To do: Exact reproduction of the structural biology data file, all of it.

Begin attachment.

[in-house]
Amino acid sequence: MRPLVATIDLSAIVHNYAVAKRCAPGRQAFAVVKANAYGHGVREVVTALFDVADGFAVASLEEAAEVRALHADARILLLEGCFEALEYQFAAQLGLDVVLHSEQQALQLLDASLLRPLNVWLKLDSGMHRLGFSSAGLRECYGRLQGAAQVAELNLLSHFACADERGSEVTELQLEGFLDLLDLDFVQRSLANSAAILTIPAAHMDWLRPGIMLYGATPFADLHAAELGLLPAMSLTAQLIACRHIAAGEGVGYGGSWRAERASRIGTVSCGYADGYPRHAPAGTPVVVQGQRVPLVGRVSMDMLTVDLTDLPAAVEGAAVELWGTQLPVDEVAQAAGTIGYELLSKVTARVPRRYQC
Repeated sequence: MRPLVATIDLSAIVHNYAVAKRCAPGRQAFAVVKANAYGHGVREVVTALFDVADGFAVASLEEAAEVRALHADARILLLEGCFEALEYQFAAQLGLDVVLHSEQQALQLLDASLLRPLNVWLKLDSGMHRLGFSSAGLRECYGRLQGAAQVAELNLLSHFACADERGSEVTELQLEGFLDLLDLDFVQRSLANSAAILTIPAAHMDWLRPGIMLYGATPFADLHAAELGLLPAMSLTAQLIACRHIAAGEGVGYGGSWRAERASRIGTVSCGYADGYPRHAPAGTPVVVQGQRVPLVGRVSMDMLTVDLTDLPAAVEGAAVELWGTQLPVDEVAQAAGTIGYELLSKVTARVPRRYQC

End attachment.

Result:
[in-house]
Amino acid sequence: MRPLVATIDLSAIVHNYAVAKRCAPGRQAFAVVKANAYGHGVREVVTALFDVADGFAVASLEEAAEVRALHADARILLLEGCFEALEYQFAAQLGLDVVLHSEQQALQLLDASLLRPLNVWLKLDSGMHRLGFSSAGLRECYGRLQGAAQVAELNLLSHFACADERGSEVTELQLEGFLDLLDLDFVQRSLANSAAILTIPAAHMDWLRPGIMLYGATPFADLHAAELGLLPAMSLTAQLIACRHIAAGEGVGYGGSWRAERASRIGTVSCGYADGYPRHAPAGTPVVVQGQRVPLVGRVSMDMLTVDLTDLPAAVEGAAVELWGTQLPVDEVAQAAGTIGYELLSKVTARVPRRYQC
Repeated sequence: MRPLVATIDLSAIVHNYAVAKRCAPGRQAFAVVKANAYGHGVREVVTALFDVADGFAVASLEEAAEVRALHADARILLLEGCFEALEYQFAAQLGLDVVLHSEQQALQLLDASLLRPLNVWLKLDSGMHRLGFSSAGLRECYGRLQGAAQVAELNLLSHFACADERGSEVTELQLEGFLDLLDLDFVQRSLANSAAILTIPAAHMDWLRPGIMLYGATPFADLHAAELGLLPAMSLTAQLIACRHIAAGEGVGYGGSWRAERASRIGTVSCGYADGYPRHAPAGTPVVVQGQRVPLVGRVSMDMLTVDLTDLPAAVEGAAVELWGTQLPVDEVAQAAGTIGYELLSKVTARVPRRYQC